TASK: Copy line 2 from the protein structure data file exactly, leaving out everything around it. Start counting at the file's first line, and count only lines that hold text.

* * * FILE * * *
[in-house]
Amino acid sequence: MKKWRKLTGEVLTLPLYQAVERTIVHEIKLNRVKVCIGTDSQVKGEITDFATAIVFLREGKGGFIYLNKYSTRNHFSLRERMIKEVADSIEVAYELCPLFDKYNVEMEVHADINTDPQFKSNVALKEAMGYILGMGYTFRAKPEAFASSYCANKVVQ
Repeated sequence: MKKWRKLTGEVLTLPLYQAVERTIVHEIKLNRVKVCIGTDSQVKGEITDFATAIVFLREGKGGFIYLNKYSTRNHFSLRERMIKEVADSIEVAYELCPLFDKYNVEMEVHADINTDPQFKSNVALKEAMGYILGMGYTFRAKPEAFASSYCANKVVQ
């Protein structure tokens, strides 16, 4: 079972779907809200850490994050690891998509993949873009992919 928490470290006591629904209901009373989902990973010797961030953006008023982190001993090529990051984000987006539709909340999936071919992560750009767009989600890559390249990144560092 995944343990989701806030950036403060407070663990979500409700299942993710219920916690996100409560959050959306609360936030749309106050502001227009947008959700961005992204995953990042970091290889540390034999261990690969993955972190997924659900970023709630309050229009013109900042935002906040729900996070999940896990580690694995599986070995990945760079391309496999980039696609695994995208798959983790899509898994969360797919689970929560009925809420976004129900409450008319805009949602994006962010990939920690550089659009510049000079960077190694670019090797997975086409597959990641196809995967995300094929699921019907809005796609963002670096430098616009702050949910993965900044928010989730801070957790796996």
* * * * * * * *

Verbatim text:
Amino acid sequence: MKKWRKLTGEVLTLPLYQAVERTIVHEIKLNRVKVCIGTDSQVKGEITDFATAIVFLREGKGGFIYLNKYSTRNHFSLRERMIKEVADSIEVAYELCPLFDKYNVEMEVHADINTDPQFKSNVALKEAMGYILGMGYTFRAKPEAFASSYCANKVVQ